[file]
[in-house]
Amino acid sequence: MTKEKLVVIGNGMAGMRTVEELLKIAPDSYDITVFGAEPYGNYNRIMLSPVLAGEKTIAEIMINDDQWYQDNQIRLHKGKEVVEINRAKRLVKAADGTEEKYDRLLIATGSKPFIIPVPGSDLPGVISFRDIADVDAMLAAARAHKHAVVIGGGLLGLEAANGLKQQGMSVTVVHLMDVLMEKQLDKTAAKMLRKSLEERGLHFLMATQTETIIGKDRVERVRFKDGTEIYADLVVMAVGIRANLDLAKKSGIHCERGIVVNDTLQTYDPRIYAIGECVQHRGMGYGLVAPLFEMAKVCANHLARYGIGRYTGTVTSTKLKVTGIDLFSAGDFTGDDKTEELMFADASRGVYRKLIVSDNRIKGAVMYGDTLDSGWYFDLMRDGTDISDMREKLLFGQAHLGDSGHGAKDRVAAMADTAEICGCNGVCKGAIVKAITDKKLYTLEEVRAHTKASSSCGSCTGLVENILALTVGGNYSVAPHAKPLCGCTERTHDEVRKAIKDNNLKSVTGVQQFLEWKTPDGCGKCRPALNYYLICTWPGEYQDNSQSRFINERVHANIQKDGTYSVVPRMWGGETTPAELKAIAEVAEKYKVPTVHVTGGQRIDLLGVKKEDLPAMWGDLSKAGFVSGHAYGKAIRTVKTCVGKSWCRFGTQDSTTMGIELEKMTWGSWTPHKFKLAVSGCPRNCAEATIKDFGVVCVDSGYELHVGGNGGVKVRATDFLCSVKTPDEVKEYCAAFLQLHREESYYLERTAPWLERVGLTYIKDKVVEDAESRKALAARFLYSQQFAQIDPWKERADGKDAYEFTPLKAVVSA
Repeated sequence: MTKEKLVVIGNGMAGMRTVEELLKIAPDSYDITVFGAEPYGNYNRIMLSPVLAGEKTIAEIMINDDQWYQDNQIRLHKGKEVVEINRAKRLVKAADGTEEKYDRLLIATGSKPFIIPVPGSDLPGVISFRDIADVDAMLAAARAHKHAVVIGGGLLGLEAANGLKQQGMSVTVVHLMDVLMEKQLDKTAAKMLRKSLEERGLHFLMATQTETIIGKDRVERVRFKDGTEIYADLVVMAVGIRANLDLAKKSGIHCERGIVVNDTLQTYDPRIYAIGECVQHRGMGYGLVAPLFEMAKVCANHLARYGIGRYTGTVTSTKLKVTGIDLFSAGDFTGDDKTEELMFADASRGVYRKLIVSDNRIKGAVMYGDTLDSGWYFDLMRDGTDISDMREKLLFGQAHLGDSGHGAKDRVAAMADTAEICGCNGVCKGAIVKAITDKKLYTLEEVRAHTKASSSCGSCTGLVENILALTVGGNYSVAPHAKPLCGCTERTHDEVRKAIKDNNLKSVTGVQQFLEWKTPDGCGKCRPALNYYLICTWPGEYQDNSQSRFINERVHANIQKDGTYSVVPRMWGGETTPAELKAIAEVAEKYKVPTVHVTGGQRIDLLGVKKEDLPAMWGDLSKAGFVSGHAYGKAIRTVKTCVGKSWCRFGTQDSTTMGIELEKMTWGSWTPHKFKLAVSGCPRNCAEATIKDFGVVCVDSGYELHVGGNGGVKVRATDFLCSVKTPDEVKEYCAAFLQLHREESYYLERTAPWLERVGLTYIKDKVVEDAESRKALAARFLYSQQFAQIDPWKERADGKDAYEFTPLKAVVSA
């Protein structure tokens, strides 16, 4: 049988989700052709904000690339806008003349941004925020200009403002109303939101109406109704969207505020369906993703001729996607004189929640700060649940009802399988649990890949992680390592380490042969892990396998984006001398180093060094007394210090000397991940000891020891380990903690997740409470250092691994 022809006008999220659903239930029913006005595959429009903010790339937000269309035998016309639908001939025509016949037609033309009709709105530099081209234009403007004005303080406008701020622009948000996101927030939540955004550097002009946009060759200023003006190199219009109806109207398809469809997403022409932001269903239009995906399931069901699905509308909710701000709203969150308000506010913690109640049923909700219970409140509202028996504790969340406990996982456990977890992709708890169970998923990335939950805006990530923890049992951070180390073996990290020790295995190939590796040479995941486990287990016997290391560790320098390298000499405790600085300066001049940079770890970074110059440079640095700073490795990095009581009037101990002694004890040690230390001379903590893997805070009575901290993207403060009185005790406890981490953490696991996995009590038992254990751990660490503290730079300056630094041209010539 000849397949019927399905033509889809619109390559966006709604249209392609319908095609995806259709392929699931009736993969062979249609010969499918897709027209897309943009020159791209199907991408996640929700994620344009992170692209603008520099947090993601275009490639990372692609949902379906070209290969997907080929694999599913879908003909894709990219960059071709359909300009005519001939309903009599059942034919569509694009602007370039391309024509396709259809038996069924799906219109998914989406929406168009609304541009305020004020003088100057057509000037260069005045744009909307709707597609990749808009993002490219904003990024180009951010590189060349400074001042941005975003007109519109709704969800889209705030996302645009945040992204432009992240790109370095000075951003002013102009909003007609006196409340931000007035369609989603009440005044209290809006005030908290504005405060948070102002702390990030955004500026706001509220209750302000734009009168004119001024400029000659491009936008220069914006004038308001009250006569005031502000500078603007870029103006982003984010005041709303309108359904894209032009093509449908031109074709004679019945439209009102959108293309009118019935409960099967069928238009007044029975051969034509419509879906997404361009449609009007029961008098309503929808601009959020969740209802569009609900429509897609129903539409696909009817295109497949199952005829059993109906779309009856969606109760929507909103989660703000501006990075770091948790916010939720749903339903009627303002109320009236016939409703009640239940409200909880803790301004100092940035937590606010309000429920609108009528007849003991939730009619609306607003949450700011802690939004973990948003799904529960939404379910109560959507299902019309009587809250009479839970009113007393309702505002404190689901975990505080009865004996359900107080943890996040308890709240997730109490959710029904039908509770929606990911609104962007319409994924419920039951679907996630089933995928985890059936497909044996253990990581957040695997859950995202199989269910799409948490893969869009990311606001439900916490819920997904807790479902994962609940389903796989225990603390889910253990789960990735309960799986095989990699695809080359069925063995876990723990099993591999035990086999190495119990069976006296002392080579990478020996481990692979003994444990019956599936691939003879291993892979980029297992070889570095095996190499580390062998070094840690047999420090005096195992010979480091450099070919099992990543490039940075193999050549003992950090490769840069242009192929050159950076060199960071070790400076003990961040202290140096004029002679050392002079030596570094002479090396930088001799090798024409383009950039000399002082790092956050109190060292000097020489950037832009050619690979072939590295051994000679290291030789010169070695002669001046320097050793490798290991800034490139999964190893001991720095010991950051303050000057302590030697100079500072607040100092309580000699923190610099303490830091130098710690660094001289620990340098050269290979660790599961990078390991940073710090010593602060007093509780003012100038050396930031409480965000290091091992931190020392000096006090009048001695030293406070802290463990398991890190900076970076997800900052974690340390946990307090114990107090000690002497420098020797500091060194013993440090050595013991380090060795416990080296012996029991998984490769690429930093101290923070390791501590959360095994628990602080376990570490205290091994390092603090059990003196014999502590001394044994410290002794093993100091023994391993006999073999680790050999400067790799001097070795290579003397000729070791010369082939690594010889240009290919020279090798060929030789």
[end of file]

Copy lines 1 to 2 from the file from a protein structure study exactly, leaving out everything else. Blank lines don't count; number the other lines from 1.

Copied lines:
[in-house]
Amino acid sequence: MTKEKLVVIGNGMAGMRTVEELLKIAPDSYDITVFGAEPYGNYNRIMLSPVLAGEKTIAEIMINDDQWYQDNQIRLHKGKEVVEINRAKRLVKAADGTEEKYDRLLIATGSKPFIIPVPGSDLPGVISFRDIADVDAMLAAARAHKHAVVIGGGLLGLEAANGLKQQGMSVTVVHLMDVLMEKQLDKTAAKMLRKSLEERGLHFLMATQTETIIGKDRVERVRFKDGTEIYADLVVMAVGIRANLDLAKKSGIHCERGIVVNDTLQTYDPRIYAIGECVQHRGMGYGLVAPLFEMAKVCANHLARYGIGRYTGTVTSTKLKVTGIDLFSAGDFTGDDKTEELMFADASRGVYRKLIVSDNRIKGAVMYGDTLDSGWYFDLMRDGTDISDMREKLLFGQAHLGDSGHGAKDRVAAMADTAEICGCNGVCKGAIVKAITDKKLYTLEEVRAHTKASSSCGSCTGLVENILALTVGGNYSVAPHAKPLCGCTERTHDEVRKAIKDNNLKSVTGVQQFLEWKTPDGCGKCRPALNYYLICTWPGEYQDNSQSRFINERVHANIQKDGTYSVVPRMWGGETTPAELKAIAEVAEKYKVPTVHVTGGQRIDLLGVKKEDLPAMWGDLSKAGFVSGHAYGKAIRTVKTCVGKSWCRFGTQDSTTMGIELEKMTWGSWTPHKFKLAVSGCPRNCAEATIKDFGVVCVDSGYELHVGGNGGVKVRATDFLCSVKTPDEVKEYCAAFLQLHREESYYLERTAPWLERVGLTYIKDKVVEDAESRKALAARFLYSQQFAQIDPWKERADGKDAYEFTPLKAVVSA